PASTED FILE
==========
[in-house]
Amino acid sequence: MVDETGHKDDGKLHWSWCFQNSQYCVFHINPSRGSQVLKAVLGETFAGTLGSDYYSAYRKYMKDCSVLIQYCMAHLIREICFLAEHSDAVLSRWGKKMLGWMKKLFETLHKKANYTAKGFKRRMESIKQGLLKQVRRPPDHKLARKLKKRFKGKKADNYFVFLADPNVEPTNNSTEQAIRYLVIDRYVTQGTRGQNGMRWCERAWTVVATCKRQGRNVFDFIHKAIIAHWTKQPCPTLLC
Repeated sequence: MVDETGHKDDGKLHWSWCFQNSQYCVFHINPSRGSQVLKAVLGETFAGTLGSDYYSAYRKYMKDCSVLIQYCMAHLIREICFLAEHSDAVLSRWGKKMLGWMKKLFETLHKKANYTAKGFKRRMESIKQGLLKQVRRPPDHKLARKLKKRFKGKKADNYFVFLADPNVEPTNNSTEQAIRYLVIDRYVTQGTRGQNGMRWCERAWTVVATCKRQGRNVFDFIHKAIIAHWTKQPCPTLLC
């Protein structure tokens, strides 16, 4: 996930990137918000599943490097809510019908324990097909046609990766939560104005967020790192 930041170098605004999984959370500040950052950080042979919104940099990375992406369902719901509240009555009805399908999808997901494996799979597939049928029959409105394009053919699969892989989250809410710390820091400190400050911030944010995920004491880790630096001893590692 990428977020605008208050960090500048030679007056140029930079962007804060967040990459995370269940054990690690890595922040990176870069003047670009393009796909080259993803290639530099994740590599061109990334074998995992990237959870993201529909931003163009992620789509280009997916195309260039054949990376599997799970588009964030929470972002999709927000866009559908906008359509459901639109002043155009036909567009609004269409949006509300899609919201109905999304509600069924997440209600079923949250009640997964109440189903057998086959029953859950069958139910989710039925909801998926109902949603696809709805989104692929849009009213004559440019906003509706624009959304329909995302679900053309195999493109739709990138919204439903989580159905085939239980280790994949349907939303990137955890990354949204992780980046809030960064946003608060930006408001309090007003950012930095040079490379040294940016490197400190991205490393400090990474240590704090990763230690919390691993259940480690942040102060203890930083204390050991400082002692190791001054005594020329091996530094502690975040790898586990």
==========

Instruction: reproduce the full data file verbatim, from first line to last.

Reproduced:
[in-house]
Amino acid sequence: MVDETGHKDDGKLHWSWCFQNSQYCVFHINPSRGSQVLKAVLGETFAGTLGSDYYSAYRKYMKDCSVLIQYCMAHLIREICFLAEHSDAVLSRWGKKMLGWMKKLFETLHKKANYTAKGFKRRMESIKQGLLKQVRRPPDHKLARKLKKRFKGKKADNYFVFLADPNVEPTNNSTEQAIRYLVIDRYVTQGTRGQNGMRWCERAWTVVATCKRQGRNVFDFIHKAIIAHWTKQPCPTLLC
Repeated sequence: MVDETGHKDDGKLHWSWCFQNSQYCVFHINPSRGSQVLKAVLGETFAGTLGSDYYSAYRKYMKDCSVLIQYCMAHLIREICFLAEHSDAVLSRWGKKMLGWMKKLFETLHKKANYTAKGFKRRMESIKQGLLKQVRRPPDHKLARKLKKRFKGKKADNYFVFLADPNVEPTNNSTEQAIRYLVIDRYVTQGTRGQNGMRWCERAWTVVATCKRQGRNVFDFIHKAIIAHWTKQPCPTLLC
């Protein structure tokens, strides 16, 4: 996930990137918000599943490097809510019908324990097909046609990766939560104005967020790192 930041170098605004999984959370500040950052950080042979919104940099990375992406369902719901509240009555009805399908999808997901494996799979597939049928029959409105394009053919699969892989989250809410710390820091400190400050911030944010995920004491880790630096001893590692 990428977020605008208050960090500048030679007056140029930079962007804060967040990459995370269940054990690690890595922040990176870069003047670009393009796909080259993803290639530099994740590599061109990334074998995992990237959870993201529909931003163009992620789509280009997916195309260039054949990376599997799970588009964030929470972002999709927000866009559908906008359509459901639109002043155009036909567009609004269409949006509300899609919201109905999304509600069924997440209600079923949250009640997964109440189903057998086959029953859950069958139910989710039925909801998926109902949603696809709805989104692929849009009213004559440019906003509706624009959304329909995302679900053309195999493109739709990138919204439903989580159905085939239980280790994949349907939303990137955890990354949204992780980046809030960064946003608060930006408001309090007003950012930095040079490379040294940016490197400190991205490393400090990474240590704090990763230690919390691993259940480690942040102060203890930083204390050991400082002692190791001054005594020329091996530094502690975040790898586990």